George Springer, OF, Houston Astros:
George Springer: “One, it’s a huge honor to go (to the All-Star Game) in general, but to have your own staff, your own blood there, is cool.” #Astros https://t.co/3mJjINoCr7
Springer continues to be the catalyst for a World Champion Houston Astros squad that is 3.5 games up on Seattle in the AL West and looks headed to another World Series. On a team full of MVP-caliber players and young studs, Springer was the most impactful player in November.
…when the smoke cleared and the Houston Astros secured its first franchise title by defeating the Dodgers 5-1 in Game 7 on Wednesday night, Black Knight George Springer had risen above the pack and embraced the moment to capture the Willie Mays MVP Award, rightly named after the greatest center fielder of all-time and an African-American baseball king.”
George Springer is your World Series MVP!
Michael Brantley, OF, Cleveland Indians:
Michael Brantley just killed an Astro’s fan. https://t.co/pVmtDbbrj1
The most deserving selection of this 89th Midsummer Classic is Cleveland Indians outfielder Michael Brantley. Three years ago he was considered among the elite MLB performers, then mysterious injuries and bad luck threw a major wrench in his rise. Some wondered if hed ever be the same again.
After playing just 11 games in 2016 and missing out on Cleveland’s World Series run, Brantley rebounded and made the 2017 MLB All-Star squad, before being limited to just 90 games. This season, he has already played 77 games and his health problems seem to be behind him. Brantley is one of the exciting players to watch in the game when he’s at 100 percent. He has some old school flair to his hitting approach and is among baseballs supreme Black Knights.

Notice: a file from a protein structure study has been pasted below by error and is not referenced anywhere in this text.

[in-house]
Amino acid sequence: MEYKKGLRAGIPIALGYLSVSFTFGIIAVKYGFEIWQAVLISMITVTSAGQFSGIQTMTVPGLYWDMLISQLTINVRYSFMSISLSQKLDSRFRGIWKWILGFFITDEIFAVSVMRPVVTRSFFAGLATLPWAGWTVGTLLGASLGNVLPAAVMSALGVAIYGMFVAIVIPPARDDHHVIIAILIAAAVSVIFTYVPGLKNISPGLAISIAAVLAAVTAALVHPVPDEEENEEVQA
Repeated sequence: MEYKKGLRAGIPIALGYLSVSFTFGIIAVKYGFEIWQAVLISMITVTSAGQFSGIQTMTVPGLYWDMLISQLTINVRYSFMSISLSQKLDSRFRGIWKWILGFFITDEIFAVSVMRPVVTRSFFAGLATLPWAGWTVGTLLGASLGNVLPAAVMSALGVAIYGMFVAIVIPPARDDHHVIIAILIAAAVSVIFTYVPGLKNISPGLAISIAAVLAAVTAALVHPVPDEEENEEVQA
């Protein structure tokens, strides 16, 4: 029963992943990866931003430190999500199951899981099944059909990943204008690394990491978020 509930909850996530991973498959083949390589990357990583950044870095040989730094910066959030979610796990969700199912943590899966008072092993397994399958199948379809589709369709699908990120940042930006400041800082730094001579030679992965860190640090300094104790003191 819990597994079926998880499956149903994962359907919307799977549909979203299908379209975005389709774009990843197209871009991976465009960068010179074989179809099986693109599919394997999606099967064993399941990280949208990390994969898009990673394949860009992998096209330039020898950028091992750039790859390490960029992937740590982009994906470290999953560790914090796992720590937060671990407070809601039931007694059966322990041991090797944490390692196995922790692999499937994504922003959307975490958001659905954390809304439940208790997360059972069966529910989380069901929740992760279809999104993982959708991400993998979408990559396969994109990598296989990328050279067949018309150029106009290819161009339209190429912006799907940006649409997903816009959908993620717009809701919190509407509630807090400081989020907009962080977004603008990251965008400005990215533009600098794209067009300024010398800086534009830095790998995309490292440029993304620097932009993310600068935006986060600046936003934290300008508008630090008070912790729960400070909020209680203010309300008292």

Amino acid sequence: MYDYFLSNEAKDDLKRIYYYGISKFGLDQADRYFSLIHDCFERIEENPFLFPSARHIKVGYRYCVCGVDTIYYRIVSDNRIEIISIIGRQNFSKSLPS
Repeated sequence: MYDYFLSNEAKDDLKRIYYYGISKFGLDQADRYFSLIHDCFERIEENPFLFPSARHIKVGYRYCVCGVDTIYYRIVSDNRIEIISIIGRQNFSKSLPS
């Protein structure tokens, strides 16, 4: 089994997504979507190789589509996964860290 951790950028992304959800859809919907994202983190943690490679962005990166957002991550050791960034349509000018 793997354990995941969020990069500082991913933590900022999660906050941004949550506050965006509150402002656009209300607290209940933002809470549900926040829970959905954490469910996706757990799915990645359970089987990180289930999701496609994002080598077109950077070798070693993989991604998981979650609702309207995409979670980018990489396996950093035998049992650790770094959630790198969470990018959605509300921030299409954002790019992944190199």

Lorenzo Cain, OF, Milwaukee Brewers:
Congratulations to Lorenzo Cain on being named to his second all-star team! #ThisIsMyCrew
Cain built his name and reputation as a late-blooming MLB star who roamed centerfield and was the heart and soul of Kansas Citys World Series squad in 2015. Cains skill-set is also a throwback in nature. He’s a .290-300 hitter who has 10-15 homer pop, runs like a gazelle, plays world-class defense in the outfield and has added a championship pedigree and spark to a Milwaukee Brewers team that is battling the Cubs for first place in the NL Central division.
Aaron Judge, OF, NY Yankees:
AARON JUDGE TO DEAD CENTER https://t.co/EQBzV8N79W
What more can be said about the second-year Yankees superstar, who as a rookie shattered the Major League record for first-year homers, hitting 52 and put on a historic show at the MLB Home Run Derby? Judge smashed Justin Bour’s Cinderella dreams with a barrage of moonshots that left the crowd in awe and accelerated his overnight rise to MLB icon.
This season Judge continues to do damage. He’s among the league leaders in homers with 25 and is a driving force behind the Yankees winning 58 games so far in a formidable AL East.